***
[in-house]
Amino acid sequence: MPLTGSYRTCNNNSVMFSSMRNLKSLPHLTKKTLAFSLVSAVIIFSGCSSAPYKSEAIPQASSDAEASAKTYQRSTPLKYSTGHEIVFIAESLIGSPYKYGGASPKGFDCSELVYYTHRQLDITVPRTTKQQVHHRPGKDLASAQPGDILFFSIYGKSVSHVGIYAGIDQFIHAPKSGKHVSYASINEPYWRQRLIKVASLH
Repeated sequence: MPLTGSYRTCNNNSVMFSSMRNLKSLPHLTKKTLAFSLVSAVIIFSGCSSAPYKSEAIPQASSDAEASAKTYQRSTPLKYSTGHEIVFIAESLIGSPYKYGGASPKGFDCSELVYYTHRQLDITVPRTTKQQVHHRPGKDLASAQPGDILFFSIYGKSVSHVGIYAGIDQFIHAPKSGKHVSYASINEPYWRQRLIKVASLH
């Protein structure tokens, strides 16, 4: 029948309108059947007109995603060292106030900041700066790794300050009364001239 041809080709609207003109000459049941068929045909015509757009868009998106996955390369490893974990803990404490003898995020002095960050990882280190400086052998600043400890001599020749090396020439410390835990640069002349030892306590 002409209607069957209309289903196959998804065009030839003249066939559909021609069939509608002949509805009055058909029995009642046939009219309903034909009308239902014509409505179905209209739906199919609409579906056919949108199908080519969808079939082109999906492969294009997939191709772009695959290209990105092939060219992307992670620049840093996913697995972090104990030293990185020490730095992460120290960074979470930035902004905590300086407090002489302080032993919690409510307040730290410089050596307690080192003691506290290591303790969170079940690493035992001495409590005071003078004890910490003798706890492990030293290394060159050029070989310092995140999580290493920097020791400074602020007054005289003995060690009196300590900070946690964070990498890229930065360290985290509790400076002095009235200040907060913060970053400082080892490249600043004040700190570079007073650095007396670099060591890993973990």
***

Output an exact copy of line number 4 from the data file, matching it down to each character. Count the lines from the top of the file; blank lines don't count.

């Protein structure tokens, strides 16, 4: 029948309108059947007109995603060292106030900041700066790794300050009364001239 041809080709609207003109000459049941068929045909015509757009868009998106996955390369490893974990803990404490003898995020002095960050990882280190400086052998600043400890001599020749090396020439410390835990640069002349030892306590 002409209607069957209309289903196959998804065009030839003249066939559909021609069939509608002949509805009055058909029995009642046939009219309903034909009308239902014509409505179905209209739906199919609409579906056919949108199908080519969808079939082109999906492969294009997939191709772009695959290209990105092939060219992307992670620049840093996913697995972090104990030293990185020490730095992460120290960074979470930035902004905590300086407090002489302080032993919690409510307040730290410089050596307690080192003691506290290591303790969170079940690493035992001495409590005071003078004890910490003798706890492990030293290394060159050029070989310092995140999580290493920097020791400074602020007054005289003995060690009196300590900070946690964070990498890229930065360290985290509790400076002095009235200040907060913060970053400082080892490249600043004040700190570079007073650095007396670099060591890993973990």